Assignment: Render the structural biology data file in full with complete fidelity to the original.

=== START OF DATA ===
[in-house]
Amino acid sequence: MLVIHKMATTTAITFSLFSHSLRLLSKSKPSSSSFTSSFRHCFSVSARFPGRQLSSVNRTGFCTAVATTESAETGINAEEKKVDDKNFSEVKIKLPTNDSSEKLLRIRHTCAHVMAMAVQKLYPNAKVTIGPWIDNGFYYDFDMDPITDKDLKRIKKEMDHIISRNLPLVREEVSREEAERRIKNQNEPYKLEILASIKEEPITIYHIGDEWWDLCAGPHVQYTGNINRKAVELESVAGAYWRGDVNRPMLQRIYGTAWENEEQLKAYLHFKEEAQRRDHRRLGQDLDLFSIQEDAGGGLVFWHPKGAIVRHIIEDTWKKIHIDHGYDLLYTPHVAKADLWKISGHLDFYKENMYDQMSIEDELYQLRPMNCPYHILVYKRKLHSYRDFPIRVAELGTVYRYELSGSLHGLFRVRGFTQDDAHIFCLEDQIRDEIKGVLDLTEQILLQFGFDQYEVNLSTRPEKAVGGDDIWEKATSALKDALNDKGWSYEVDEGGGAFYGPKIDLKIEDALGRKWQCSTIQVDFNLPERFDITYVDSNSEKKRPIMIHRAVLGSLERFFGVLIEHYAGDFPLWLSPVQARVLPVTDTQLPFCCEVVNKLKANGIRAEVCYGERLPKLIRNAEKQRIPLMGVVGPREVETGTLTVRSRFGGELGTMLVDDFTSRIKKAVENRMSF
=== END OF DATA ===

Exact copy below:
[in-house]
Amino acid sequence: MLVIHKMATTTAITFSLFSHSLRLLSKSKPSSSSFTSSFRHCFSVSARFPGRQLSSVNRTGFCTAVATTESAETGINAEEKKVDDKNFSEVKIKLPTNDSSEKLLRIRHTCAHVMAMAVQKLYPNAKVTIGPWIDNGFYYDFDMDPITDKDLKRIKKEMDHIISRNLPLVREEVSREEAERRIKNQNEPYKLEILASIKEEPITIYHIGDEWWDLCAGPHVQYTGNINRKAVELESVAGAYWRGDVNRPMLQRIYGTAWENEEQLKAYLHFKEEAQRRDHRRLGQDLDLFSIQEDAGGGLVFWHPKGAIVRHIIEDTWKKIHIDHGYDLLYTPHVAKADLWKISGHLDFYKENMYDQMSIEDELYQLRPMNCPYHILVYKRKLHSYRDFPIRVAELGTVYRYELSGSLHGLFRVRGFTQDDAHIFCLEDQIRDEIKGVLDLTEQILLQFGFDQYEVNLSTRPEKAVGGDDIWEKATSALKDALNDKGWSYEVDEGGGAFYGPKIDLKIEDALGRKWQCSTIQVDFNLPERFDITYVDSNSEKKRPIMIHRAVLGSLERFFGVLIEHYAGDFPLWLSPVQARVLPVTDTQLPFCCEVVNKLKANGIRAEVCYGERLPKLIRNAEKQRIPLMGVVGPREVETGTLTVRSRFGGELGTMLVDDFTSRIKKAVENRMSF